the CD I procured from the library as he’d work through his dementia-generated aggression on the exercise bike; the lady who had an Elvis impersonator at her 100th birthday and declared, “I hope the next 100 are just as much fun!”; the school lunch lady that I helped using adapted equipment write her final Christmas cards by hand, as she always did, mere week before she passed; and the fellow-writer with dementia who’s confusion cleared to a point I’d never witnessed before or since as I read back the poetry she had once written as she exercised (one fo the few people I’ve ever seen ‘graduate’ back out of memory care). I could go on. There’s been hundreds, all with amazing stories. And most of them are gone.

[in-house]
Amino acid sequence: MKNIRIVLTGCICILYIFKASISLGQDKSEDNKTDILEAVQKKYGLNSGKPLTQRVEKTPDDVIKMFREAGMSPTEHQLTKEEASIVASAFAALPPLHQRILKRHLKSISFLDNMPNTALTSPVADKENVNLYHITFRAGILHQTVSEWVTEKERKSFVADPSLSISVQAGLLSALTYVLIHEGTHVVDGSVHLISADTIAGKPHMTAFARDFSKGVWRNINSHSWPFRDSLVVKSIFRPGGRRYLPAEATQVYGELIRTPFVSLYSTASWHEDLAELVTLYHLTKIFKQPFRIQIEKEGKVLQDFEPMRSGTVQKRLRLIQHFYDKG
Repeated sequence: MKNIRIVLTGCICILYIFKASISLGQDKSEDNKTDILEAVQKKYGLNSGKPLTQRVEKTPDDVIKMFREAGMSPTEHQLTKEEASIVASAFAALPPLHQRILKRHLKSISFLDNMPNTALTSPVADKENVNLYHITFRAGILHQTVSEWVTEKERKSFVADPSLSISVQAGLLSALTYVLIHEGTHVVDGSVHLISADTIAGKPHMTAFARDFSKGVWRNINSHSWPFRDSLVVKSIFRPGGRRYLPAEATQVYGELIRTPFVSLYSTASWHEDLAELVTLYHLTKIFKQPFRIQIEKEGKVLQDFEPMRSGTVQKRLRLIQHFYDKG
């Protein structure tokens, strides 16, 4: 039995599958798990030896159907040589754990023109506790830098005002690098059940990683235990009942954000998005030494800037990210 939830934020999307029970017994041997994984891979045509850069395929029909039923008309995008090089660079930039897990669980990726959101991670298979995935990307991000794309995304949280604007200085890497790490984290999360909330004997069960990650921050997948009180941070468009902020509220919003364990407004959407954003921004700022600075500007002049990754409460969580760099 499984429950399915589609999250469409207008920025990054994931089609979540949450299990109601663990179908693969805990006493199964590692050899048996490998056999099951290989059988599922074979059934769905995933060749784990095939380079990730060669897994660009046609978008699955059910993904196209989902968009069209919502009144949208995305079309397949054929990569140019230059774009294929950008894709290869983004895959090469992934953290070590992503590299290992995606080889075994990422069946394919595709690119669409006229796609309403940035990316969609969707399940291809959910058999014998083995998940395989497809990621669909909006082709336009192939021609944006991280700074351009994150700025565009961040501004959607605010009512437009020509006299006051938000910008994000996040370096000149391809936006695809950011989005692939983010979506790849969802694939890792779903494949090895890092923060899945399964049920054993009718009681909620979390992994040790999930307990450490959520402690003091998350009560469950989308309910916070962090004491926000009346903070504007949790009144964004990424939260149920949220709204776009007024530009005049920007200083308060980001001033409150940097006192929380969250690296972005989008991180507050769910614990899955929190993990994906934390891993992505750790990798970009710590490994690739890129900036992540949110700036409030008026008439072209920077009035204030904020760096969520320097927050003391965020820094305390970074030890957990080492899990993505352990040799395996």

PAPERWORK, PETA, DEMENTIA, & DAMN-FOOLS